Howe reflected on his relationship with Richard, which has been described as testy. Not so, he said.

"Everybody thought we were enemies. On the ice, yes,” Howe said. “That's what I got paid for, to stop him and beat him. But off the ice, we played golf together. I couldn't understand him, but we played cards on the train, a little bit of bridge. I was even in the wrong car, sitting in their car. There was a certain amount of friendship, but nobody got meaner when they dropped the puck for the game. He wouldn't talk to you. He was so funny. He came to hit me one time and I dropped him. I was laughing at him and he got so angry that he threw his stick into the crowd at the Forum.

"For a strong man, I didn't think he was as hard to knock off the puck as some other guys they had there but he was fast. His love for the game was unbelievable. You'd get some good lessons if you sat around him for awhile. Remember the good times, not the bad ones."
Howe was one of the strongest players in the NHL during his career and he got the number of every player who delivered a dirty check or slash. He was asked if he was a rough player.

A couple of Detroit Red Wing fans hold up the commerative posters honoring Gordie Howe on his 80th birthday.

"Nah,” he replied. “C'mon, I was playing in the League and saw guys fighting on the train. Now, how bad is that? Lindsay was one of them. He'd fight his mother if he lost. Ted was a good leader and a good man. He was fierce when he played. I didn't exactly smile during the game and when I saw a guy, I hit him. You hit a guy and then you have to play him a dozen more times that season, he'd be looking for you. I had some good teachers in how to handle myself."

Howe said he thinks the game is in great shape and populated by a lot of players that he admires. He said he thinks Sidney Crosby could surpass the records that he set nearly 40 years ago. Only Wayne Gretzky and Mark Messier have more points than Howe, who last played since 1980, when he was 52 and had 15 goals and 41 points.

"Woulda had more, but they left my fanny on the bench too long,” Howe cracked. “I felt really good in the middle of that season."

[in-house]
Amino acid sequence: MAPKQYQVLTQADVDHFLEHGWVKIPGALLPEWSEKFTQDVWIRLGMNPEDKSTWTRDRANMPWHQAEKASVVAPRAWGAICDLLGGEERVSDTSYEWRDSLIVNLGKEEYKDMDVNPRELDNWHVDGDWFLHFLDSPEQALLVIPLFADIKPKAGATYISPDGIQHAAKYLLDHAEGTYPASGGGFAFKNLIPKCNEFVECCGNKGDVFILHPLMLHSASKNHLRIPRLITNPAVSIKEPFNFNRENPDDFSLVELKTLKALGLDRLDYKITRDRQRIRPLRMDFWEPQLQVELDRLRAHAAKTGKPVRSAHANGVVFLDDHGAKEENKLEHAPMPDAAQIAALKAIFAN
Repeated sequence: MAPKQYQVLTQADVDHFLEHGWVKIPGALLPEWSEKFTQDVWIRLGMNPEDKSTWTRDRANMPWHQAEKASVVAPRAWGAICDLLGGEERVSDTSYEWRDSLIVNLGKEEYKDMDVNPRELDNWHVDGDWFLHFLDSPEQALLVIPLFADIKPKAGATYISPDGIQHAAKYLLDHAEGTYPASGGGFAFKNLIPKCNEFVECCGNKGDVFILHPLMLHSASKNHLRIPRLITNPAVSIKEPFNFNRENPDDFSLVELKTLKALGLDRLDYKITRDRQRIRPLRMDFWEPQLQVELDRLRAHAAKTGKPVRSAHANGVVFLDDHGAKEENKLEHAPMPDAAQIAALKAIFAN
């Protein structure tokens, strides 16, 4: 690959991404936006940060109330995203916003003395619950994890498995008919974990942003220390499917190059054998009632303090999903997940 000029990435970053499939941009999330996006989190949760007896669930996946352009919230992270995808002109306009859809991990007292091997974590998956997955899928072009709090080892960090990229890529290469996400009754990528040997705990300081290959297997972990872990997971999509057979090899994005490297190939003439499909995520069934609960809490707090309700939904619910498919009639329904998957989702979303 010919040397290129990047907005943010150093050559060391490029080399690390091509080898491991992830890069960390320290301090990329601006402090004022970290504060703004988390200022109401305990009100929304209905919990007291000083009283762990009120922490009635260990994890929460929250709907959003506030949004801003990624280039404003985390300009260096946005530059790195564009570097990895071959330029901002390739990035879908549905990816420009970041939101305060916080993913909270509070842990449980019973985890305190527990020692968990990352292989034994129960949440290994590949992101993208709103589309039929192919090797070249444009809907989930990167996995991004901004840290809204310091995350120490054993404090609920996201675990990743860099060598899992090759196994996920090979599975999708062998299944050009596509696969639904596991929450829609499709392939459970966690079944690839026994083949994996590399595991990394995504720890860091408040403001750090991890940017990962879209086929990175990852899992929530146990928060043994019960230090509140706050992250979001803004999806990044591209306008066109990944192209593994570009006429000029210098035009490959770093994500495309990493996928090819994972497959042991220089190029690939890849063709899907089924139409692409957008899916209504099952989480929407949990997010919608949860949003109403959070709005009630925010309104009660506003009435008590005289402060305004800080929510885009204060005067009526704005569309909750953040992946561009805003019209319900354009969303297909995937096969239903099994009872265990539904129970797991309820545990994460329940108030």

Howe had a lot of good linemates in his career, such as Lindsay, Abel, Alex Delvecchio and Frank Mahovlich. But he said his son, Mark, was one of the best.

"When I stepped on the ice, I knew exactly where he was."

Howe was enjoying a nice, relaxed conversation with the media until a Detroit reporter asked him if he thought it was an injustice that Mark Howe is not in the Hockey Hall of Fame. Howe drew himself up straight and barked.

"Yes. Check his record,” Howe said. “He wasn't a troublemaker and he did his job. All his coaches told me that he just doesn't get the credit he deserves. He played on teams that were always first or second, and he led the League in plus-minus several times. He beat everybody by about 20 goals and he was a defenseman. I got mad when they put him on defense because I lost my winger."

Howe was asked if he understands the love that Detroit fans have for him, even though he hasn't worn the uniform since 1971.

"I think it was my love for the game,” Howe said. “The fans are not dummies.  Here in Detroit, we have really smart fans. The fans saw the way we played and acted. I told my son, Marty, you have to respect the people who pay your salary and you have to respect the management. Play your buns off and take whatever comes from it."

Howe always was and remains unable to play interviews straight. One longtime Detroit reporter said hello and was greeted in return with, "Tell the truth."
A member of the publicity staff interrupted the interview to let Howe know he had another obligation.

"C'mon, Gordie, we have to go down to the Zamboni room."

Gordie gave the press a wave and a wink and said, "Yeah, they need me to change a tire."